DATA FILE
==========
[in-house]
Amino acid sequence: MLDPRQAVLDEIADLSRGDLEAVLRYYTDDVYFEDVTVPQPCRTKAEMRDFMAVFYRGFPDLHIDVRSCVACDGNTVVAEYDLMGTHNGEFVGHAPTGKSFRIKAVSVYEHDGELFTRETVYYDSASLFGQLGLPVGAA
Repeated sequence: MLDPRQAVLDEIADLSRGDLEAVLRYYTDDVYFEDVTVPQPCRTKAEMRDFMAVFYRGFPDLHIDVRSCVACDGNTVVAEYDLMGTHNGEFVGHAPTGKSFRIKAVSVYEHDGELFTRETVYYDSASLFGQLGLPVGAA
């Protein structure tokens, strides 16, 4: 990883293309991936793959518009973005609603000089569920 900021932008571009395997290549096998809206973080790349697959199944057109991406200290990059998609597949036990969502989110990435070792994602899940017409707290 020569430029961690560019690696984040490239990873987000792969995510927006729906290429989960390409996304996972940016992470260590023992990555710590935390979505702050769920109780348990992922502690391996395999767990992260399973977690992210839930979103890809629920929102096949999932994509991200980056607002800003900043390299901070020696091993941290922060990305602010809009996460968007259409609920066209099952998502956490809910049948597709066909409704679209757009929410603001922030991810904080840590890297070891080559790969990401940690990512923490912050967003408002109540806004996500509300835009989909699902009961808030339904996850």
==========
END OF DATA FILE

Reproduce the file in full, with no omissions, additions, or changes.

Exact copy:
[in-house]
Amino acid sequence: MLDPRQAVLDEIADLSRGDLEAVLRYYTDDVYFEDVTVPQPCRTKAEMRDFMAVFYRGFPDLHIDVRSCVACDGNTVVAEYDLMGTHNGEFVGHAPTGKSFRIKAVSVYEHDGELFTRETVYYDSASLFGQLGLPVGAA
Repeated sequence: MLDPRQAVLDEIADLSRGDLEAVLRYYTDDVYFEDVTVPQPCRTKAEMRDFMAVFYRGFPDLHIDVRSCVACDGNTVVAEYDLMGTHNGEFVGHAPTGKSFRIKAVSVYEHDGELFTRETVYYDSASLFGQLGLPVGAA
């Protein structure tokens, strides 16, 4: 990883293309991936793959518009973005609603000089569920 900021932008571009395997290549096998809206973080790349697959199944057109991406200290990059998609597949036990969502989110990435070792994602899940017409707290 020569430029961690560019690696984040490239990873987000792969995510927006729906290429989960390409996304996972940016992470260590023992990555710590935390979505702050769920109780348990992922502690391996395999767990992260399973977690992210839930979103890809629920929102096949999932994509991200980056607002800003900043390299901070020696091993941290922060990305602010809009996460968007259409609920066209099952998502956490809910049948597709066909409704679209757009929410603001922030991810904080840590890297070891080559790969990401940690990512923490912050967003408002109540806004996500509300835009989909699902009961808030339904996850």